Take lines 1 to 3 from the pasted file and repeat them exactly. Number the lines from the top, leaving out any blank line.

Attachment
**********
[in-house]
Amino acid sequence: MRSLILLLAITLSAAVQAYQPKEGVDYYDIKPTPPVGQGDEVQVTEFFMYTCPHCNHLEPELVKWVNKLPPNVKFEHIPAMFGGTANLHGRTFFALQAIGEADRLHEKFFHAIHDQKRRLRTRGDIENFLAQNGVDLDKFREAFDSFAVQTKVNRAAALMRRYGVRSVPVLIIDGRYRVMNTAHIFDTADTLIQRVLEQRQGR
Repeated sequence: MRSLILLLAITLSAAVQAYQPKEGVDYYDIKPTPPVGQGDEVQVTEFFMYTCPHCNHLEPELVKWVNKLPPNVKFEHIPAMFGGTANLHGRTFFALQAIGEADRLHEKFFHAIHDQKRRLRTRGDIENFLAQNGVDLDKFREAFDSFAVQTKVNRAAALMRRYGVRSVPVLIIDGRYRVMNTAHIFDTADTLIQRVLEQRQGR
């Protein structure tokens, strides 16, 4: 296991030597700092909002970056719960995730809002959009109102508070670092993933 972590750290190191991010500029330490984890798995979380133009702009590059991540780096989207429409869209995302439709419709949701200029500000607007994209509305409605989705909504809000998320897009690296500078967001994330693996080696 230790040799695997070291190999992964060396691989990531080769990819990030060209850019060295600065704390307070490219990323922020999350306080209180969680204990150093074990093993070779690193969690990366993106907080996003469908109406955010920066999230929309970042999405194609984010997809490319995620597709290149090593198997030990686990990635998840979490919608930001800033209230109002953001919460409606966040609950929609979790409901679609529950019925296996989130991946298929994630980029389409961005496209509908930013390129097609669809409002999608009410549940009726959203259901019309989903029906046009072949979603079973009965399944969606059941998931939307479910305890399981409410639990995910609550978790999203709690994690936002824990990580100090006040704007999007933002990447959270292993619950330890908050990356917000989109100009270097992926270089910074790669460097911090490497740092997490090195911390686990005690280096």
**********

[in-house]
Amino acid sequence: MRSLILLLAITLSAAVQAYQPKEGVDYYDIKPTPPVGQGDEVQVTEFFMYTCPHCNHLEPELVKWVNKLPPNVKFEHIPAMFGGTANLHGRTFFALQAIGEADRLHEKFFHAIHDQKRRLRTRGDIENFLAQNGVDLDKFREAFDSFAVQTKVNRAAALMRRYGVRSVPVLIIDGRYRVMNTAHIFDTADTLIQRVLEQRQGR
Repeated sequence: MRSLILLLAITLSAAVQAYQPKEGVDYYDIKPTPPVGQGDEVQVTEFFMYTCPHCNHLEPELVKWVNKLPPNVKFEHIPAMFGGTANLHGRTFFALQAIGEADRLHEKFFHAIHDQKRRLRTRGDIENFLAQNGVDLDKFREAFDSFAVQTKVNRAAALMRRYGVRSVPVLIIDGRYRVMNTAHIFDTADTLIQRVLEQRQGR